On the Extensions tab, click Edit. Remove the Client Authentication extension and click Add > New. Name the new extension “Remote Desktop Authentication” and give it an object identifier of “1.3.6.1.4.1.311.54.1.2”. This identifies it as an RDP auth certificate.

On the Security tab, add the computers and groups you want to be able to enroll for this template. On the Cryptography tab, set a suitable key length like 2048 or higher.
Click OK to create the template.

Publish the Template to the CA

In order for computers to request the new template, we need to publish it to the CA.

In the Certification Authority console, right-click Certificate Templates and click New > Certificate Template to Issue. Select your new RDP template and click OK to publish it.

  1. Create a GPO to Deploy the Template

    We now need to configure a Group Policy Object that will be linked to the Active Directory Container where the hosts we want to be able to request the certificate template.

    Start by creating a new GPO or selecting an existing GPO, right-click, and choose Edit.

    Navigate to Computer Configuration -> Policies -> Administrative Templates -> Windows Components -> Remote Desktop Services -> Remote Desktop Session Host -> Security.
    Select the Server authentication certificate template policy.

    Click on Enable, and under Certificate Template Name, enter the name of the certificate template created earlier.

    For example, “RDP Authentication”.

    Click OK to set the server auth certificate template.

    This will deploy the selected template to computers the GPO is applied to.

    Create a GPO to Deploy the Template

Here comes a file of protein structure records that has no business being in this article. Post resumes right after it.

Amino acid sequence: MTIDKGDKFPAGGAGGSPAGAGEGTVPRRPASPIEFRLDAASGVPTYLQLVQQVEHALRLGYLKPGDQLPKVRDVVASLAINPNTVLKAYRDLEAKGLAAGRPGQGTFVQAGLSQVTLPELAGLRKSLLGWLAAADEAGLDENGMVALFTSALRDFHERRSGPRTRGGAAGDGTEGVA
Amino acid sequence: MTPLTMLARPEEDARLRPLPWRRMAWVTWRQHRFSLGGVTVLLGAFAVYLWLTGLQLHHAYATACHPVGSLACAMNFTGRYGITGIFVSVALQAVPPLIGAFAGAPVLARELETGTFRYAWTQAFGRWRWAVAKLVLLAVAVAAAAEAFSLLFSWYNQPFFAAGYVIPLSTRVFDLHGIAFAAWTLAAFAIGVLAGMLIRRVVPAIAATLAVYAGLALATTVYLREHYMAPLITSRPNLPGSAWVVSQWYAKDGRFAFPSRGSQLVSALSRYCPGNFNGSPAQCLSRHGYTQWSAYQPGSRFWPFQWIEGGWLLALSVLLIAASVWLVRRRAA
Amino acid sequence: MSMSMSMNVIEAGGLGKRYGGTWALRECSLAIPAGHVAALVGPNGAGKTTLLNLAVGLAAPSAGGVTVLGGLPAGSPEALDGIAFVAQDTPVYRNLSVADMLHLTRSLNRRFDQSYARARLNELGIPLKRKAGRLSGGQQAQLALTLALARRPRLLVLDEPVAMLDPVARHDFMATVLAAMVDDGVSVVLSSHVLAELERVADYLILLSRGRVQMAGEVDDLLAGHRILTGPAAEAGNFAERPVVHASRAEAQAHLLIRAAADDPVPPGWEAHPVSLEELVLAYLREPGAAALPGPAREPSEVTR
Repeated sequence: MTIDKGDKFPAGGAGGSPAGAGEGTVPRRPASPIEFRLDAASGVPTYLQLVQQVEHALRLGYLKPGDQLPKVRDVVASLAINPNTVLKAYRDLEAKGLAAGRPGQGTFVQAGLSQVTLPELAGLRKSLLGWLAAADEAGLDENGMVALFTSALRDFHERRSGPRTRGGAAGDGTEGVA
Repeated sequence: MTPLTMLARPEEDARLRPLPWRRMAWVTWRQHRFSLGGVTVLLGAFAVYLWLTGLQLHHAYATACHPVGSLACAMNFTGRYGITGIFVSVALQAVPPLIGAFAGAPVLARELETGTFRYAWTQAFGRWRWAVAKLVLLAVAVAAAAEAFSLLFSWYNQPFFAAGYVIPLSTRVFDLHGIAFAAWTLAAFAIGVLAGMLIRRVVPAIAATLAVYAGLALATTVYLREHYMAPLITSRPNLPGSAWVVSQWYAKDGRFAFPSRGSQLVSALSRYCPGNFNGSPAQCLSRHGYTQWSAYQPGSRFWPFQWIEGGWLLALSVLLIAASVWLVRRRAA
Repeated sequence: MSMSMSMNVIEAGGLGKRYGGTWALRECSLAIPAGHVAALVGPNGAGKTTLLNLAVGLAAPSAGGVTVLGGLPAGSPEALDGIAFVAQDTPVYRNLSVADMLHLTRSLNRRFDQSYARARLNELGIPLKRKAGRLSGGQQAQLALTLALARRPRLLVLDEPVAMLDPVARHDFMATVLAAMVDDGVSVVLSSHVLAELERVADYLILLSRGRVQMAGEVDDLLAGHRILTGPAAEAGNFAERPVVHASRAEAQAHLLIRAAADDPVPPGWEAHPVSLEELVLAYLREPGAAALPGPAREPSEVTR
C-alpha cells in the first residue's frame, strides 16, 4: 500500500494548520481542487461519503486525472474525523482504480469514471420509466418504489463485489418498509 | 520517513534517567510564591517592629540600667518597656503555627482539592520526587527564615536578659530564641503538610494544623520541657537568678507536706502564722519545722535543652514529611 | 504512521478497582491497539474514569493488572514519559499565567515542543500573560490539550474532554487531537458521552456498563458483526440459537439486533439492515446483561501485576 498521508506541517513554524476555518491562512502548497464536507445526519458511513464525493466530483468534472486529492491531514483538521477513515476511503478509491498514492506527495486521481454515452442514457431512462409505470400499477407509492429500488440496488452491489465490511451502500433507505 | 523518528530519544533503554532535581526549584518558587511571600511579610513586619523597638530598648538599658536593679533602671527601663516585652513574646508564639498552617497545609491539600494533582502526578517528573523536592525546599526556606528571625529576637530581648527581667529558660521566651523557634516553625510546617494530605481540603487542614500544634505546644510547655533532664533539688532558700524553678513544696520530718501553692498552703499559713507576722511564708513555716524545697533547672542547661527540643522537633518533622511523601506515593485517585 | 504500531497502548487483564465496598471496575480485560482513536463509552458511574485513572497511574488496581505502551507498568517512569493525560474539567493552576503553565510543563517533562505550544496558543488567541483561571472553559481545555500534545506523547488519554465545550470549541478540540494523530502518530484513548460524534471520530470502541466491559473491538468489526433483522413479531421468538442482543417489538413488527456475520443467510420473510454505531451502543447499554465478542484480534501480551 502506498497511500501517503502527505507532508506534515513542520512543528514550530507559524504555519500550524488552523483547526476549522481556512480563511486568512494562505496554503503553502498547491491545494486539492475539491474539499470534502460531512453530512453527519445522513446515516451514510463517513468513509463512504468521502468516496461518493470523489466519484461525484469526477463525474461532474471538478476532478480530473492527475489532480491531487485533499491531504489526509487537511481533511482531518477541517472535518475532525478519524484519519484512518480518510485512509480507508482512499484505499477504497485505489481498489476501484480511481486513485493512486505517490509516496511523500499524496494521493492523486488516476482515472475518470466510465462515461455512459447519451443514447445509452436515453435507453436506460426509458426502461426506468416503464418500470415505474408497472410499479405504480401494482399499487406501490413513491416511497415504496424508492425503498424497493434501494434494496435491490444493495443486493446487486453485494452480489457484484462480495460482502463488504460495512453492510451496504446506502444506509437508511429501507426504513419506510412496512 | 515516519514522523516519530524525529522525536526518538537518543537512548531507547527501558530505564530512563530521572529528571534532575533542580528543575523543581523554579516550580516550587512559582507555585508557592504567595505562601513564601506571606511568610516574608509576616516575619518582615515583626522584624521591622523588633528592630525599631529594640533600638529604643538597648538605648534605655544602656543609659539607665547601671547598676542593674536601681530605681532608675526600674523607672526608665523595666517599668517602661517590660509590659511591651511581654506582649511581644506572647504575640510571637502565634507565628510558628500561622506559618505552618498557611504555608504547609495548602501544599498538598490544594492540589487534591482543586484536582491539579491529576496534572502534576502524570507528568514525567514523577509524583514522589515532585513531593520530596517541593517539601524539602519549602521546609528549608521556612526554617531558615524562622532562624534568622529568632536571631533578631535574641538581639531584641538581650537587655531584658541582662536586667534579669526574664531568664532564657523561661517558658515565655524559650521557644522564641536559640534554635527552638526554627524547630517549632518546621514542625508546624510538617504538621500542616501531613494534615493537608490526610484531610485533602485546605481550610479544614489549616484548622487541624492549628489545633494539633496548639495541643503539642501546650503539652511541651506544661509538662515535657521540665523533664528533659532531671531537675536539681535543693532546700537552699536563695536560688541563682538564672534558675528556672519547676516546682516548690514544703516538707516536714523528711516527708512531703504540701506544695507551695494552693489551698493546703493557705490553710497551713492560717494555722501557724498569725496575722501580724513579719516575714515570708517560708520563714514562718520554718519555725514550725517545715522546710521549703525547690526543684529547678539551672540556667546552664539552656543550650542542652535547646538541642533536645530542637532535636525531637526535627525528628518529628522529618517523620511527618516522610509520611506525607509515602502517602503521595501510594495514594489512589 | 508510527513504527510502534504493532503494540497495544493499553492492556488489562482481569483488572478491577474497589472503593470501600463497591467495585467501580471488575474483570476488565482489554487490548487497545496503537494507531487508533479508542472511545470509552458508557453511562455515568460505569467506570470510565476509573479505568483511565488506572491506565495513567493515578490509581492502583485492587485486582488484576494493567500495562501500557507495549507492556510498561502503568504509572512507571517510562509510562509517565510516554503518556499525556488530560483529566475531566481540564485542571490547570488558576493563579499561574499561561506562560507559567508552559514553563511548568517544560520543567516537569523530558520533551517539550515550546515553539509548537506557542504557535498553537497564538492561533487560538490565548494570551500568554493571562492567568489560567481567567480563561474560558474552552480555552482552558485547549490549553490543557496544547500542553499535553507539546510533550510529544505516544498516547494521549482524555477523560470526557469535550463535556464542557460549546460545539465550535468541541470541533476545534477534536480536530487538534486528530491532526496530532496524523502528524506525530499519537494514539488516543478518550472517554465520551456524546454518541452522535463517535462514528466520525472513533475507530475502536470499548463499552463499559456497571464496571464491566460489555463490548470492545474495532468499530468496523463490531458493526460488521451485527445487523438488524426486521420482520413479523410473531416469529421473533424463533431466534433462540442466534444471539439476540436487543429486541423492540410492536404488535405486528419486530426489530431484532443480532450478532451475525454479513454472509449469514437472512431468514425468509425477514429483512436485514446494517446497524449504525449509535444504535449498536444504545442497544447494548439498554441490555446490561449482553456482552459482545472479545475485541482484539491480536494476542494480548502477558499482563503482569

2. Enable Server authentication certificate template policy.

    Enable Server authentication certificate template policy

  3. Configure RDP to Use SSL/TLS

    While still editing the GPO, go to Computer Configuration > Policies > Administrative Templates > Windows Components > Remote Desktop Services > Remote Desktop Session Host > Security.

    Double-click on the “Require use of specific security layer for remote (RDP) connections” policy. Enable it and select SSL from the drop-down menu.

    Configure RDP to Use SSLTLS

  4. Link GPO to OU

    Link the GPO to the OU containing your servers / desktops that need RDP certificates. They will auto enroll when Group Policy is updated.

    To force an immediate update, run “gpupdate /force” on a client computer. Or reboot it.

    Link GPO to OU

  5. Force update the group policy on the server

    Force update the group policy on the server

  6. Verify Certificate Enrollment

    To confirm that certificates have been enrolled successfully, open the Certification Authority console, right-click on Issued Certificates, and click Find Certificates. Search for your RDP template name.

    You should see certificates issued to your computers. The templates column will show “RDP Authentication,” for example.

    Verify Certificate Enrollment

  7. Verify RDP Connectivity

    Finally, test connecting to a server via RDP using a TLS connection. You should not receive any certificate errors if you enrolled successfully.

    Check that the connection is encrypting traffic under the General tab by clicking the Settings button in the RDP client. That’s it.